Alright, so right off the bat, the movie sets a grim tone and a dismal atmosphere which saps away any sense of fun, whimsy, and beauty from this barely function world; a civilization on life support breathing its last rattled breathes before finally succumbing to the thing that made it sick in the first place.  Said thing are the aliens of course, but outside of a scant number of scene, their presence is mostly felt instead of seen, and so the misery permeating throughout the city is either caused by the complicit humans or by a force so distant that trying to fight it is akin to a quixotic act.  Now right off the bat I will tell you that I tend not to like movies or narratives like this since I tend to prefer narratives with life, color, joy, and humor; noting of course that it’s not impossible for these two things to coexist as my favorite movie of all time is Dr. Strangelove.  Still, the aesthetic here is one that is dour and oppressive, so be prepared for two hours of that if you do plan on seeing this as things never lighten up, and as far as I recall no one ever cracks a joke or does anything for the simple joy of it.  I think it works less here than in other movies like it though because despite humanity being in a downward spiral, civilization hasn’t REALLY collapsed and there aren’t roving gangs of cannibals or slavers roaming the country side.  People still have homes, electricity, even television and DVDs, so the atmosphere comes off as a bit much given the circumstances.  It also does this thing in the first fifteen minutes of the movie that I GENUINELY dislike, which is that no one bothers to catch any of us up to speed on anything, so people will do and say things with such weight and import, but end up meaning nothing to us as we have no idea what’s going on and the aforementioned aesthetic means that it’s not all that interesting to watch until the film decides to tell us what’s going on.  John Goodman will walk into a room, sit down for fifteen seconds, and then say something like “I don’t have much time” and that’s it.  Now by the end of the movie it more or less makes sense (we’ll get to the third act soon enough), but for me a burn this slow in a world this depressing is just tedious instead of mysterious or enticing.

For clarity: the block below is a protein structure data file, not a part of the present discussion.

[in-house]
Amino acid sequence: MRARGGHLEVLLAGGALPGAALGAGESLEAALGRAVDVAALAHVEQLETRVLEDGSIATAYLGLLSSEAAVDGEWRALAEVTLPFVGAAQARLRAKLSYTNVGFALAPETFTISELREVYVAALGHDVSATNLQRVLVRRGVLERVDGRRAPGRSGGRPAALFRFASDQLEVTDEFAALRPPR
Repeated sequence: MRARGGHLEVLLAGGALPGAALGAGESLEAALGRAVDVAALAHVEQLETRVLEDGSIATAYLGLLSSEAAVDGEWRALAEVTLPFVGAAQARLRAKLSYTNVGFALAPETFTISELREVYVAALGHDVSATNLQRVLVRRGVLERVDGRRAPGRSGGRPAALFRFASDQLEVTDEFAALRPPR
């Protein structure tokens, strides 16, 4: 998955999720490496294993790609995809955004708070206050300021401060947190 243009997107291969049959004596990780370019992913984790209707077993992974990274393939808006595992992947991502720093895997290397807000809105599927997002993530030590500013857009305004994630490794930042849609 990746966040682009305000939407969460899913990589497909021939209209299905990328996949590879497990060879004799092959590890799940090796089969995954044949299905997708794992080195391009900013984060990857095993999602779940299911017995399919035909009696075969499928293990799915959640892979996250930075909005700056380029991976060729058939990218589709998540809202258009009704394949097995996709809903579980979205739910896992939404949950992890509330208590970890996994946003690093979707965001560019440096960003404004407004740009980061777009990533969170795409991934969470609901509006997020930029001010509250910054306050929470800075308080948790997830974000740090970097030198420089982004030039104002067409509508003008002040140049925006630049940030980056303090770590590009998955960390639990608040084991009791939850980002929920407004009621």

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“You come here looking for answers, but you can only find them… once you stop looking for them.”     “I just wanted to know if you wanted to get lunch, but whatever!”